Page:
We report here a method to coat orthopedic metals with the artificial bone material organoapatite. The growth of organoapatite on titanium alloy surfaces of foils and porous cylinders involves sequential preadsorption of poly(L-lysine) and poly(L-glutamic acid) on metal, followed by exposure to organoapatite-precipitating solutions. The organoapatite characterization of the coating was carried out by transmission electron microscopy, electron diffraction, scanning electron microscopy, energy-dispersive X-ray scattering, powder X-ray diffraction, FT-IR, and elemental analysis. The preadsorbed poly(amino acids) in the form of a self-assembled bilayer of oppositely charged macromolecules can lead to a surface coverage of titanium alloy in the range of 70-90%. The deposition mechanisms could involve the surface capture of embryonic crystals and the nucleation of apatite on the bilayer. Bioabsorbable organoapatite could serve as a tissue-engineering scaffold for bone regeneration into porous implants.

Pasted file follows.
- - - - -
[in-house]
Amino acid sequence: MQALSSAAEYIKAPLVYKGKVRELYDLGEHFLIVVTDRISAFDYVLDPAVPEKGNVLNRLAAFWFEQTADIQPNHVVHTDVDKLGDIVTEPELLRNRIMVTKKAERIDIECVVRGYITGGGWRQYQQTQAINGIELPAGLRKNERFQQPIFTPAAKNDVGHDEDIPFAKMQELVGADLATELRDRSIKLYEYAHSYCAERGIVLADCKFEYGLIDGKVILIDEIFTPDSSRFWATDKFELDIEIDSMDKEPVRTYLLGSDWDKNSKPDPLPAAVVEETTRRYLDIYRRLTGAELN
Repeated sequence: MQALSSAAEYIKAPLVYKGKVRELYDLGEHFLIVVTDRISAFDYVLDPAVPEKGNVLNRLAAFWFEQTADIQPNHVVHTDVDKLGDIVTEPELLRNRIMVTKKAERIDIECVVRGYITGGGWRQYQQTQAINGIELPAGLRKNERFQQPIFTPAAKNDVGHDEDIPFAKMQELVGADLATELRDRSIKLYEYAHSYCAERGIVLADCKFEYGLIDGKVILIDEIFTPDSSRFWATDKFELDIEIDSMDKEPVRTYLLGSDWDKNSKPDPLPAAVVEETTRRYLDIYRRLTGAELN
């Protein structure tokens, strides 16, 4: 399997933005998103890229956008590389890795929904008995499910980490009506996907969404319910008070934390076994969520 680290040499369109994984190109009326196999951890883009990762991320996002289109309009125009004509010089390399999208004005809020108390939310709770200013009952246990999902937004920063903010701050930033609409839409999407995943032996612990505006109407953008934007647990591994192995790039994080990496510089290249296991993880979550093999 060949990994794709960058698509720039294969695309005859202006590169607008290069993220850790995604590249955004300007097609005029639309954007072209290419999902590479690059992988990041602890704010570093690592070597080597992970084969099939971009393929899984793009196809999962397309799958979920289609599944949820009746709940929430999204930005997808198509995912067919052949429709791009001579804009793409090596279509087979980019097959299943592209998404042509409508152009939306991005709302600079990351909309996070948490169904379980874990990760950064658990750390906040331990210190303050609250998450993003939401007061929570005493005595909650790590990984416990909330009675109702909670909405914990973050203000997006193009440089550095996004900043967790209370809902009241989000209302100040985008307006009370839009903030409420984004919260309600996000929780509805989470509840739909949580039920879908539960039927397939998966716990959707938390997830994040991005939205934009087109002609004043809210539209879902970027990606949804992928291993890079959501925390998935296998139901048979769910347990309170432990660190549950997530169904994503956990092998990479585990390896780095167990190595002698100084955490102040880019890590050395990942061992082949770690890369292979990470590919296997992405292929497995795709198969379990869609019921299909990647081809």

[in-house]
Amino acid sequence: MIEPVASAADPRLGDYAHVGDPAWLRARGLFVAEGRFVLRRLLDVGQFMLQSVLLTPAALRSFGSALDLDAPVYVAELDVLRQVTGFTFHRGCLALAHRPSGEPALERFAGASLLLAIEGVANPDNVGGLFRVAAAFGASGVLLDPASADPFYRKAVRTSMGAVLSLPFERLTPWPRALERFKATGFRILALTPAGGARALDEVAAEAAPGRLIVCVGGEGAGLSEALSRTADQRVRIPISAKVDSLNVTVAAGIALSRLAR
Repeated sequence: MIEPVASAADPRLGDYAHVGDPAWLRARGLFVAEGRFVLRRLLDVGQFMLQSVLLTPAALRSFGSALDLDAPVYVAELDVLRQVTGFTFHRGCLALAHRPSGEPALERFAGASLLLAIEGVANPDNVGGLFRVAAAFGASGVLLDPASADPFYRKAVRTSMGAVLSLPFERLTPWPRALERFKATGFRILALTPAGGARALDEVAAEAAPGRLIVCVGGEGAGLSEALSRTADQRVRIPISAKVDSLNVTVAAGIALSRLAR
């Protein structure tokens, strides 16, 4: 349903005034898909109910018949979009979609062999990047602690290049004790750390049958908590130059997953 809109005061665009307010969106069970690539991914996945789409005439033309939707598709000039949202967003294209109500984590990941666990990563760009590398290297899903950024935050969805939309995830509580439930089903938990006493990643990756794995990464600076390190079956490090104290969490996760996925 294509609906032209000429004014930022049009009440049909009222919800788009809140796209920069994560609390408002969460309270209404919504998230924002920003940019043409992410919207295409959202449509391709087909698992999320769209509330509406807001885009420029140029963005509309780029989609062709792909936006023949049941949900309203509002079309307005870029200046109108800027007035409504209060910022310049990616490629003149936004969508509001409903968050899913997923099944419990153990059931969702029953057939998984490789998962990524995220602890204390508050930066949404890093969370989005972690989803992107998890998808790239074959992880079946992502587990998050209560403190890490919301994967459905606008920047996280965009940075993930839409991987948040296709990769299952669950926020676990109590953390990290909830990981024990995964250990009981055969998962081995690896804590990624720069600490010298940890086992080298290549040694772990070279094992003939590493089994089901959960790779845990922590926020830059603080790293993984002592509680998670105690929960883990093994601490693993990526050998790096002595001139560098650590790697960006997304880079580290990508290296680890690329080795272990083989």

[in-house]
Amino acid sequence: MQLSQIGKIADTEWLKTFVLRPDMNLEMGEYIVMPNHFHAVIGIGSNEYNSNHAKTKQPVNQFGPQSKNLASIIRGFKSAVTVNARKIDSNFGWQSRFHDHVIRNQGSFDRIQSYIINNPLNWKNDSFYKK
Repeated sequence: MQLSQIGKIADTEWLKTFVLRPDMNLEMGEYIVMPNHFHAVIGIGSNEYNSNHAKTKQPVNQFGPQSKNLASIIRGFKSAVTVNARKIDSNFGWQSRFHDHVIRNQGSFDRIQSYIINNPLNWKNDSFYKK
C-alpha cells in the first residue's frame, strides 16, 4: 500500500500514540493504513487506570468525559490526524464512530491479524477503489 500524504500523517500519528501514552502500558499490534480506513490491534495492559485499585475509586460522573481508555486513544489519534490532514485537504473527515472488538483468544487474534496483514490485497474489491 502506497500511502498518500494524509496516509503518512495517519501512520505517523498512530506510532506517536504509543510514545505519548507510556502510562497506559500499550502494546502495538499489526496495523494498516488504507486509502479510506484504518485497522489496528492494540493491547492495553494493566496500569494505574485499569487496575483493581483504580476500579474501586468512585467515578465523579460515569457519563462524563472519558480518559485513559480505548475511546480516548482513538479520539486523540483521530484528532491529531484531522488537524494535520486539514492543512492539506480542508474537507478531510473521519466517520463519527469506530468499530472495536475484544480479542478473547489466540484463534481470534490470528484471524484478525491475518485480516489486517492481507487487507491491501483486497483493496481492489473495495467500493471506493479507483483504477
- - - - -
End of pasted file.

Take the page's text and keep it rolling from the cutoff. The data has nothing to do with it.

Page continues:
|Number of pages||12|
|Journal||Journal of Biomedical Materials Research|
|Publication status||Published - 1999|
- Bone tissue engineering
- Poly(amino acid)
ASJC Scopus subject areas
- Biomedical Engineering